The young mayor of South Bend, Indiana, now in his second term, explains what mayors do and offers ideas for the country as a whole.
Being a mayor, writes Buttigieg—“Budda-judge,” he writes of the phonetics, “was close enough and easier to remember than any other way we could think to write it down”—is a constant, grueling act of juggling constituencies while being sure they all have access so they can express their viewpoints and concerns. So it was in the matter of a seemingly small order of mayoral business: namely, renaming a South Bend street to honor Martin Luther King Jr. The city had one such street already, but it was less than a mile long and had no buildings along its route that bore its address. It would have been easy enough to act by fiat, writes the author, but opening the door to comment meant that every proposed renaming “met a new angle of resistance.” Enter lawyers, business owners, residents, and assorted other people before a downtown street, one of many bearing the name of a patron saint, was finally designated. It took four years, writes Buttigieg, “or twenty, depending on how you start the clock.” The process may have been painful, but in the end, it was successful and had a happy ending. Not so with every episode the author recounts. As he astutely notes, handling a mayorship and the challenges of reckoning with the “primacy of the everyday” can be like “changing channels every five minutes between The Wire, Parks and Recreation, and, occasionally, Veep.” Buttigieg’s memoir/policy manual has all the signs of a book meant to position a candidate nationally, and his easy movement among and membership in many constituencies (gay, military veteran, liberal, first-generation American, etc.) suggests an interesting political future.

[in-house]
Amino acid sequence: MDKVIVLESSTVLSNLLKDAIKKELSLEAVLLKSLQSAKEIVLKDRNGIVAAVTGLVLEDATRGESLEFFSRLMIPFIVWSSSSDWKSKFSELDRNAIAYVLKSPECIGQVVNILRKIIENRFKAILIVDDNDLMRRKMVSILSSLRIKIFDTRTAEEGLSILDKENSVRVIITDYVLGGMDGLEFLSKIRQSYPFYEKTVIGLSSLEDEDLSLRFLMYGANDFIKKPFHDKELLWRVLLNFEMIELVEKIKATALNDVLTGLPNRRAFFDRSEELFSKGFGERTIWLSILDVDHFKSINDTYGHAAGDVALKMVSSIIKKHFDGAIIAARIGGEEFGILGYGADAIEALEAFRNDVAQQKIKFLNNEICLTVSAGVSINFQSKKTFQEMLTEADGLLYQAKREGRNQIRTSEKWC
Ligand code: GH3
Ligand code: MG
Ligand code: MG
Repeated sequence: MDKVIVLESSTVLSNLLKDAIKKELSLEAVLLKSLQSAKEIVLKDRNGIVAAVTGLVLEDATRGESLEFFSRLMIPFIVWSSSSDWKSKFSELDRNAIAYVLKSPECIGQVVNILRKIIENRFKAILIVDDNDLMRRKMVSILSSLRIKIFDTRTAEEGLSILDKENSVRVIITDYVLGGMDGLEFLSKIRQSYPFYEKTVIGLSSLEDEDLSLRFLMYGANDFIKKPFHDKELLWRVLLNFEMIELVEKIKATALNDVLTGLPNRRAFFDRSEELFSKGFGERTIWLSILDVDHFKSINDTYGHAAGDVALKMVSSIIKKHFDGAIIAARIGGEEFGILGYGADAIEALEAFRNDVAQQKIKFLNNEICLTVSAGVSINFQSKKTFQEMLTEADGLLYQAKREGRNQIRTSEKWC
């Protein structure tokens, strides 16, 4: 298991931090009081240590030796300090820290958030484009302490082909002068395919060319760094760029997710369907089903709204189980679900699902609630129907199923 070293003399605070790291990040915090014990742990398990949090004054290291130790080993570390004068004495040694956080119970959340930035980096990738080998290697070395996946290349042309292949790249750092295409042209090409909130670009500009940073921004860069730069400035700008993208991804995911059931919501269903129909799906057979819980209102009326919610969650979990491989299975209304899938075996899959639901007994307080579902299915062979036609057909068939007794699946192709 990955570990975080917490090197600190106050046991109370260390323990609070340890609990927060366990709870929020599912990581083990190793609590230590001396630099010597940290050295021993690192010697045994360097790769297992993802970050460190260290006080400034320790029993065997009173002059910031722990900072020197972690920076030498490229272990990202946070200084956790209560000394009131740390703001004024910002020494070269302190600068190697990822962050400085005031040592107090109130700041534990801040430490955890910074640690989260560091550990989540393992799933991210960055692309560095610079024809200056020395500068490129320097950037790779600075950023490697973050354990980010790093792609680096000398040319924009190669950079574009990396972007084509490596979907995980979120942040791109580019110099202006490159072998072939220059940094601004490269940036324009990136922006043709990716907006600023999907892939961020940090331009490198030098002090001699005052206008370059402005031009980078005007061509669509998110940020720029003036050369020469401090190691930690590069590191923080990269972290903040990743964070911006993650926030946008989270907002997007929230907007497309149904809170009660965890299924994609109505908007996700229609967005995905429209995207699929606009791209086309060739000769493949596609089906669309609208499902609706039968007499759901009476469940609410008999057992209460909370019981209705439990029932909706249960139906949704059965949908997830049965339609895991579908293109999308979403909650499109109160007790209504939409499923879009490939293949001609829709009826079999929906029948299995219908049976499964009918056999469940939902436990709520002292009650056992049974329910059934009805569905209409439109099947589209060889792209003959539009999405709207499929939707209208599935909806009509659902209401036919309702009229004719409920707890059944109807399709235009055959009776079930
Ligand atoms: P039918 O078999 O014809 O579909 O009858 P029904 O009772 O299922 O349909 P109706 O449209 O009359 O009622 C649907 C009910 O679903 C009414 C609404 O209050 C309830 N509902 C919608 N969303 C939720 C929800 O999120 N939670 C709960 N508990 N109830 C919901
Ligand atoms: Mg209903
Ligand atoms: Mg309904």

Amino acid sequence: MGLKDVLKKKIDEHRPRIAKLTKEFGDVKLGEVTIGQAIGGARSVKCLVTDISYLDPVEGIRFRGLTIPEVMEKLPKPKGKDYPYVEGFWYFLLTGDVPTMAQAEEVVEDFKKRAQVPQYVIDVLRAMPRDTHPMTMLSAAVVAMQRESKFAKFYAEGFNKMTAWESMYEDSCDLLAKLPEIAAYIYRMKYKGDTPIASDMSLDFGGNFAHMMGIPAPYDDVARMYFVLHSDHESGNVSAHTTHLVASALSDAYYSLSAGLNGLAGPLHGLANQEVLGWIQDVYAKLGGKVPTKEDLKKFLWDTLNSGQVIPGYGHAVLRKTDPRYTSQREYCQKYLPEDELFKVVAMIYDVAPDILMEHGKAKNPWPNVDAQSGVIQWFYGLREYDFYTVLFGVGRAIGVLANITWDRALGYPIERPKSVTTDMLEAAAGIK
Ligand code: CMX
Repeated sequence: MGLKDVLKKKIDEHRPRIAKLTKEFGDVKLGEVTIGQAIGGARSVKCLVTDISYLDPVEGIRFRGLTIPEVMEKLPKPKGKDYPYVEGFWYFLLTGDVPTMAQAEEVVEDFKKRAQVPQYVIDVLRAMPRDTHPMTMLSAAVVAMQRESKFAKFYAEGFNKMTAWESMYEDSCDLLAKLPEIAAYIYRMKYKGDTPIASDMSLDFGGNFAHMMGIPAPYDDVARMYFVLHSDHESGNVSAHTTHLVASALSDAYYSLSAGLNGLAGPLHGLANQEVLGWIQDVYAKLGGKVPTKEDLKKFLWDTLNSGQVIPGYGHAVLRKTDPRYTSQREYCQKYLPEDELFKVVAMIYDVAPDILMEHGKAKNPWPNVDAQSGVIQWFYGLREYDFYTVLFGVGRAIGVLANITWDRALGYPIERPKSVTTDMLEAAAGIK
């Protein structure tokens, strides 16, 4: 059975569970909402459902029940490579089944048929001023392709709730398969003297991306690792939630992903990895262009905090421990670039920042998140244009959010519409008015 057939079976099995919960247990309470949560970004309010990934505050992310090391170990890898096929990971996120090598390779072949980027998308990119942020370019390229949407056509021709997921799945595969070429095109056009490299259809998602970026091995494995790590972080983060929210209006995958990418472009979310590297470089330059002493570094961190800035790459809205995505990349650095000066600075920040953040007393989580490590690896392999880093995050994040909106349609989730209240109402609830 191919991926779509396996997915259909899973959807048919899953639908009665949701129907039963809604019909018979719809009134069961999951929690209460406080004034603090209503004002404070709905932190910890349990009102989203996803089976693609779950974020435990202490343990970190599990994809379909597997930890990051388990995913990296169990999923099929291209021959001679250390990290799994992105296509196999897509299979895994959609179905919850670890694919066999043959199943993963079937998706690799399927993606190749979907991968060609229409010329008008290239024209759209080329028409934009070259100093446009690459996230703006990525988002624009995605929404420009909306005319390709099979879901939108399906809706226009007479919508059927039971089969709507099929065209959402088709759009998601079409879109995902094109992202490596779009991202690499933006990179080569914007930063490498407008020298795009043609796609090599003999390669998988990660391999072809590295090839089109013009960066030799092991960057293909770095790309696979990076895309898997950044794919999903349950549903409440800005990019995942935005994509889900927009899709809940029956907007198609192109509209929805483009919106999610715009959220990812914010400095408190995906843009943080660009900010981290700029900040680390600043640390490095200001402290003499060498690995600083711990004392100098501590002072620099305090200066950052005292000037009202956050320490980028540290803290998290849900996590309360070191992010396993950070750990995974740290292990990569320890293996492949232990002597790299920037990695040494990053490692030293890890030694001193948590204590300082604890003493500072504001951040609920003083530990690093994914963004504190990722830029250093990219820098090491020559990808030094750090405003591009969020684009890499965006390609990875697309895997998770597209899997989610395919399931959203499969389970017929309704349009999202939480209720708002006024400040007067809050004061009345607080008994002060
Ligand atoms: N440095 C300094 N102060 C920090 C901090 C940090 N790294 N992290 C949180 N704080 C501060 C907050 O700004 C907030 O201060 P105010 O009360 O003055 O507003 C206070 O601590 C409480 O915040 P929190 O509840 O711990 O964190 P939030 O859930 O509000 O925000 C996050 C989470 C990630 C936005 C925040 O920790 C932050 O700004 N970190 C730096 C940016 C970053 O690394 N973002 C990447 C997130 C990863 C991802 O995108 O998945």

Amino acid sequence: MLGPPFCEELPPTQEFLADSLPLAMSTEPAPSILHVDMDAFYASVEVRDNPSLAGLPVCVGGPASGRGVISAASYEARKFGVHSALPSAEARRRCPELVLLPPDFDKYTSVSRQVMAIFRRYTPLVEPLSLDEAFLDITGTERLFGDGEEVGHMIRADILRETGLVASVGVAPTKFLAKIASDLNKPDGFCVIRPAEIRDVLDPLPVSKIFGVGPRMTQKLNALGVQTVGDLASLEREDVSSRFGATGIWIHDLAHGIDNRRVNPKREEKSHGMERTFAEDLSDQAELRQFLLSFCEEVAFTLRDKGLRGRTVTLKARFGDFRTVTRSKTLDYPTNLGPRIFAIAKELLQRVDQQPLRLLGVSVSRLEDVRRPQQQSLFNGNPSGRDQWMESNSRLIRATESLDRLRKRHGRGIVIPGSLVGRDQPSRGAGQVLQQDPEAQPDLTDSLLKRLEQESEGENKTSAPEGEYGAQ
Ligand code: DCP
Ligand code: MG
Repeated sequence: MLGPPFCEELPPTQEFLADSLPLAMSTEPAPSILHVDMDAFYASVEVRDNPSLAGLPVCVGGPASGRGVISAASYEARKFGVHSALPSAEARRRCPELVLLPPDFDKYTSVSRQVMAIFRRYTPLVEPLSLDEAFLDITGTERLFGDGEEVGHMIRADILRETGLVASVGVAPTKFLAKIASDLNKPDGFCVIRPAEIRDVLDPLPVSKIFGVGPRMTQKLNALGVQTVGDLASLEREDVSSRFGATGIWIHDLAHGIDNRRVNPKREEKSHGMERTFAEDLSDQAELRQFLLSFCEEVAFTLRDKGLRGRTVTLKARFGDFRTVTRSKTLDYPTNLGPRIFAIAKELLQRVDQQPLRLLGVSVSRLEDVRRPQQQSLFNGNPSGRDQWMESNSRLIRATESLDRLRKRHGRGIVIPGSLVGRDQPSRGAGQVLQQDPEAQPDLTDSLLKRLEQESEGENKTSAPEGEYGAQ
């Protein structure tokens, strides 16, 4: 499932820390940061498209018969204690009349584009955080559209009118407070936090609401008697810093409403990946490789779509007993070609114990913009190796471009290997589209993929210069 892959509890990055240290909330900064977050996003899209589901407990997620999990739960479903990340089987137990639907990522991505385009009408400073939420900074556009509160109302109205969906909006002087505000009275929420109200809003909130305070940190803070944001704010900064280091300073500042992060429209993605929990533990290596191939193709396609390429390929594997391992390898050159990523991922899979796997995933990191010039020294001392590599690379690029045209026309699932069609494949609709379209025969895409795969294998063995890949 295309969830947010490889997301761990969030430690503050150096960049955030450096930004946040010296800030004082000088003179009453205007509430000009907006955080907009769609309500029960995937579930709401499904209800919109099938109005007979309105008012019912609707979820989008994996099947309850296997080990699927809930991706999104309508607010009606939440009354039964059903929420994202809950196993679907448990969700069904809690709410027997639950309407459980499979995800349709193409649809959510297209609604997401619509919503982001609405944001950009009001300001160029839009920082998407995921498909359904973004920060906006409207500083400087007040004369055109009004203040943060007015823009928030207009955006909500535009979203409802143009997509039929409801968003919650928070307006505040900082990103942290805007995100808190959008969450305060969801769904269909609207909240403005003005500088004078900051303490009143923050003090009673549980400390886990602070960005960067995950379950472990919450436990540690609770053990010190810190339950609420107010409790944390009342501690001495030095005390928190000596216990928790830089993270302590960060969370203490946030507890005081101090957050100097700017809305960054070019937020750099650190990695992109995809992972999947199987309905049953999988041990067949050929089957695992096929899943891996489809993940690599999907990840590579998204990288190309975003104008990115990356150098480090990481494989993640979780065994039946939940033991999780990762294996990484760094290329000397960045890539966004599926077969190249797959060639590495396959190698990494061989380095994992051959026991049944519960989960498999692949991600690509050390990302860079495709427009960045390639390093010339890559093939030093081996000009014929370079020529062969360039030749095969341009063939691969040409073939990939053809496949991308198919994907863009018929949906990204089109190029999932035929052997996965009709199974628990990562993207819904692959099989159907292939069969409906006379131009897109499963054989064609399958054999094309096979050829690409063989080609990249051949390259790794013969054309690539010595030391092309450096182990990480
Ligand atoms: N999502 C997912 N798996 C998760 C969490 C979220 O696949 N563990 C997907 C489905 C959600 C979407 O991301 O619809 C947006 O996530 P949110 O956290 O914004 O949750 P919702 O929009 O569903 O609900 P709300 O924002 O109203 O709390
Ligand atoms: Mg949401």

For the moment, a valuable rejoinder to like-minded books by Daniel Kemmis, Mitch Landrieu, and other progressive city-scale CEOs.